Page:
Goldman Prize Winner Nemonte Nenquimo

Honoring Earth’s Defenders


The Goldman Prize award dates back more than 30 years. This year’s winners hail from all parts of the globe, but they’re all rooted in one common theme: the grassroots. The Frontline talks to award executive director Michael Sutton to learn about the responsibility that comes with awarding environmental defenders.

Photograph by Mateo Barriga / Amazon Frontlines

There’s no Nobel Prize for the environment. There is, however, the Goldman Prize Award.


It’s an award that has been around as long as Earth Day has, the first ceremony happening in conjunction with the inaugural Earth Day, in fact. Since then, the award has gone on to honor some 180 environmental achievers. And they’ve succeeded to miraculously protect some critical piece of habitat or endangered species. Other times, winners have been able to prevent a proposed project from happening, keeping their community safe. 


Welcome to The Frontline, which is highlighting some of this year’s winners. I’m Yessenia Funes, climate editor of Atmos. This year’s awards include Chibeze Ezekiel in Ghana and Kristal Ambrose in the Bahamas. You’ll their stories this week, but today I’m focusing on the award at large. Recently, Goldman Environmental Prize Executive Director Michael Sutton sat down with me via Zoom to talk about the award and the responsibility that comes with uplifting environmental defenders who are at increased risk of violence because of the work they do.


This interview has been edited and condensed for clarity.


There’s a long rich history here. How has the prize’s mission and ethos changed since Richmond and Rhoda Goldman first founded the award more than 30 years ago?


When I look back at the history of the Goldman Prize, I think the founders were incredibly prescient. They anticipated that environmental issues would become much more important over the years. I think their foresight has really been born out in the last 30 years. What motivated them more than anything is there is no Nobel Prize for the environment. And they said, “Well, why is that?” So that’s the niche that they were trying to fill to draw attention to those people laboring in obscurity all around the world who are really grassroots heroes for the environment. That remains as relevant today as any time in the past.


Very often the award comes with action, right? Like someone wins an award and, then, some international governmental body takes action depending on the work that they’ve done. Sometimes the award follows this, and that action comes before the award, but I’m curious how much that plays a role in who is chosen.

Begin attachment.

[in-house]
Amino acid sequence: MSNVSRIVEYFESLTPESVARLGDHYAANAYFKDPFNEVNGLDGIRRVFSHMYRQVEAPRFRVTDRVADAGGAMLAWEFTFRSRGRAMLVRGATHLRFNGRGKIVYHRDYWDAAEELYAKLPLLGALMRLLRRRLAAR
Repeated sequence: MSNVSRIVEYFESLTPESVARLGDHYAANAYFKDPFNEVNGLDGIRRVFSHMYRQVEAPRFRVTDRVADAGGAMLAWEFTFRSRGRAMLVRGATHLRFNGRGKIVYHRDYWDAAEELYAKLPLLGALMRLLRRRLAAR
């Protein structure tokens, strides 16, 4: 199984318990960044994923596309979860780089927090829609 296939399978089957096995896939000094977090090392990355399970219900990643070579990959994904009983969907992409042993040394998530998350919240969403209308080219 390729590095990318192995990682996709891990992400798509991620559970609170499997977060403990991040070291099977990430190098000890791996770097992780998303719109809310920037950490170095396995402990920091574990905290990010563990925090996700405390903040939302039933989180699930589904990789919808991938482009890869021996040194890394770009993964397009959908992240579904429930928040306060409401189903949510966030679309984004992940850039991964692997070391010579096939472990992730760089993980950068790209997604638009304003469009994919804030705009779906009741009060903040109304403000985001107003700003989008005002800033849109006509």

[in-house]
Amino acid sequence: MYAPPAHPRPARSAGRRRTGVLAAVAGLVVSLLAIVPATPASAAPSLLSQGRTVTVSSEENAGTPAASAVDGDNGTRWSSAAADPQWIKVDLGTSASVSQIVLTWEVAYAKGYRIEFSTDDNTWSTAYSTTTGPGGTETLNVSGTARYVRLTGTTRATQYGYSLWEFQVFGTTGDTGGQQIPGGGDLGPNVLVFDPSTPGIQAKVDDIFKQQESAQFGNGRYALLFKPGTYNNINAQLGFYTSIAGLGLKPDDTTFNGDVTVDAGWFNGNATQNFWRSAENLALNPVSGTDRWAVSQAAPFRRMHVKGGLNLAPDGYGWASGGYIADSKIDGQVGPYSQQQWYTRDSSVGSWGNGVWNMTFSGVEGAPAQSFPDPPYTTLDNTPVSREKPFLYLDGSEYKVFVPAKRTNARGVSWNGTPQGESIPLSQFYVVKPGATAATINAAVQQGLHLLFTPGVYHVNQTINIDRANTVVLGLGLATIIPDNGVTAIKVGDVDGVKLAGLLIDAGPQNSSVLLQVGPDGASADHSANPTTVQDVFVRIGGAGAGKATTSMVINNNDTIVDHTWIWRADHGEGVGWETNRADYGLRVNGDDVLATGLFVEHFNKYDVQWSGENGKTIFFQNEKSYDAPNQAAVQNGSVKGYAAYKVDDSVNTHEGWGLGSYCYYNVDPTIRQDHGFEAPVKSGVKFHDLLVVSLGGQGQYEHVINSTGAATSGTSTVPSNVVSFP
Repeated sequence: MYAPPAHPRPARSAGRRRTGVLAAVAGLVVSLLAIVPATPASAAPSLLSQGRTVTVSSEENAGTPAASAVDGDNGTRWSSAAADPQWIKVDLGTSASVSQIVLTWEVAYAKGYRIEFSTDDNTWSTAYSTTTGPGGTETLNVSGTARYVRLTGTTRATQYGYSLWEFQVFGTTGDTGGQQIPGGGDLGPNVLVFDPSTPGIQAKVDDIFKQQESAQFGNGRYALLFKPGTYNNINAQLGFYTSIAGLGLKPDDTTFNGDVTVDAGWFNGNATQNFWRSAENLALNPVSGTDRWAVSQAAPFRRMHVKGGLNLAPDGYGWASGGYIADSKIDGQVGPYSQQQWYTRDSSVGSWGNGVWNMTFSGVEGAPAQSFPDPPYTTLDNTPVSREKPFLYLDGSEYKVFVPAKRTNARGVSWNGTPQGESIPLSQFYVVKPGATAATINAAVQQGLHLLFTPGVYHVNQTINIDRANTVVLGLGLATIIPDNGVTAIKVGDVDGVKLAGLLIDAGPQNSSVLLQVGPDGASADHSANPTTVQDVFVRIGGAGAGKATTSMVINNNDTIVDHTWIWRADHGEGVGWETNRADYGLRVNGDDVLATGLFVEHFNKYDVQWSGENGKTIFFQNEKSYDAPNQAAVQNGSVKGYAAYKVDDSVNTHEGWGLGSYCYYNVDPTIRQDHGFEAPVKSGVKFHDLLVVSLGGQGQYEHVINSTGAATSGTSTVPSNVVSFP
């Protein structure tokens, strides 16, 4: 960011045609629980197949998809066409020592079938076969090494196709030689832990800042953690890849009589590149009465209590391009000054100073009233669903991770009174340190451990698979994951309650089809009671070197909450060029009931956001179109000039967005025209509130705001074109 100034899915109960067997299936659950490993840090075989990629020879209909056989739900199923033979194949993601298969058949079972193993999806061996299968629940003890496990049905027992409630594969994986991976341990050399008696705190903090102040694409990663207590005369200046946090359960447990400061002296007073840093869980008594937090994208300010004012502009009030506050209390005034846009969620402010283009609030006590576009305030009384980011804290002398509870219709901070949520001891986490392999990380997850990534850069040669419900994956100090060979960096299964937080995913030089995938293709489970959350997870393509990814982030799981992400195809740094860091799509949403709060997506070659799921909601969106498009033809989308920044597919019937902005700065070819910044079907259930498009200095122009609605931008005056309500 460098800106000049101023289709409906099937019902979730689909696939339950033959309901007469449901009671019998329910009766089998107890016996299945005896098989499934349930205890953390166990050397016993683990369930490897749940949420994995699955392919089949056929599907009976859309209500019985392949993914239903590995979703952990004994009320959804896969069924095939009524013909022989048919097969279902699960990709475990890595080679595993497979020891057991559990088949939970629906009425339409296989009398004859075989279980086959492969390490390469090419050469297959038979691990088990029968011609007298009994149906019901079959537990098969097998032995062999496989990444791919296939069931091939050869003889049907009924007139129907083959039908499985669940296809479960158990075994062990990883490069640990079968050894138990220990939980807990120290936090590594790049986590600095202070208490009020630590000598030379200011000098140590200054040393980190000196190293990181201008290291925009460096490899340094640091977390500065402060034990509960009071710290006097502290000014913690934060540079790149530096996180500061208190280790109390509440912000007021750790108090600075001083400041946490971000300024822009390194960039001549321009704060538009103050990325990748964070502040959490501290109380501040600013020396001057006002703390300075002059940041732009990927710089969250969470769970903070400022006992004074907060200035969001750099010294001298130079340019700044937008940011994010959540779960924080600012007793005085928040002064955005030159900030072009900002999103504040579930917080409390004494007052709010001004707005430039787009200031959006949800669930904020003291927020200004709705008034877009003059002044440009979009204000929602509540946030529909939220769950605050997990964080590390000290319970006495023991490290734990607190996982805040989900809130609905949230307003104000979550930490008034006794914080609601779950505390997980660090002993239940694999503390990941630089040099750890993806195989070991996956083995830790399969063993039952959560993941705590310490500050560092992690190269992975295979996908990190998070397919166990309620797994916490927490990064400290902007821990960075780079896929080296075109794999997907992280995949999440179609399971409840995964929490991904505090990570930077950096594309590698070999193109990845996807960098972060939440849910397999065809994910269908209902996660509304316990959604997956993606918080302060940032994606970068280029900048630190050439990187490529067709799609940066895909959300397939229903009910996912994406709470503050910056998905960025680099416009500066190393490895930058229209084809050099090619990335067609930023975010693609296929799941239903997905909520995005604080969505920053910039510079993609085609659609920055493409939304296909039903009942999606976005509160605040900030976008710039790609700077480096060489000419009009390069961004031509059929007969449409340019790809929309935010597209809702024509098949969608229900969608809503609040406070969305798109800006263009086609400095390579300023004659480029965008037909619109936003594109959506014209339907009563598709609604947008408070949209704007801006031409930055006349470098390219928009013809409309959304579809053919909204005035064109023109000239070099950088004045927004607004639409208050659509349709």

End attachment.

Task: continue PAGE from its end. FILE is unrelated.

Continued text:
The Goldman Prize is given for environmental achievement. The single most important criterion for winning the Goldman Prize is a recent significant achievement. We don’t give the Goldman Prize for lifetime achievement. We don’t give the Goldman Prize to people who talk a lot but actually don’t accomplish much. You have to have accomplished something very significant for your community and for the planet to win the Goldman Prize. We have a number of different categories ranging from wildlife protection to environmental justice. Our prize winners are incredibly diverse, ranging from very well-educated people, scientists, leaders, to community activists.

“We want the Goldman Prize to be a shield—not a target—for our prize winners.”



I think the first time that I got familiar with the award was when Berta Cáceres won it. Because of the work she was doing in Latin America and as a Latina myself, I was really drawn to her. I know that a lot of attention comes with the award, right? It uplifts people, it sheds light on the work they’re doing. I’m curious to hear how you all grapple with the reality of the dangers that may potentially come with this attention. I’m thinking again of Berta Cáceres who was killed almost a year after receiving the award. How do you all grapple with that potential danger, and how do you all work to bring more protections for global environmental defenders?


It’s an important question. You’re right. The Goldman Prize elevates prize winners from obscurity to the level of rockstars. It’s an incredibly emotional rush for them. We raise their level of gravitas, which increases their effectiveness and the impact of their work globally. We inspire millions of other people to do similar things. The message is that one person can make a difference for the environment and for their community.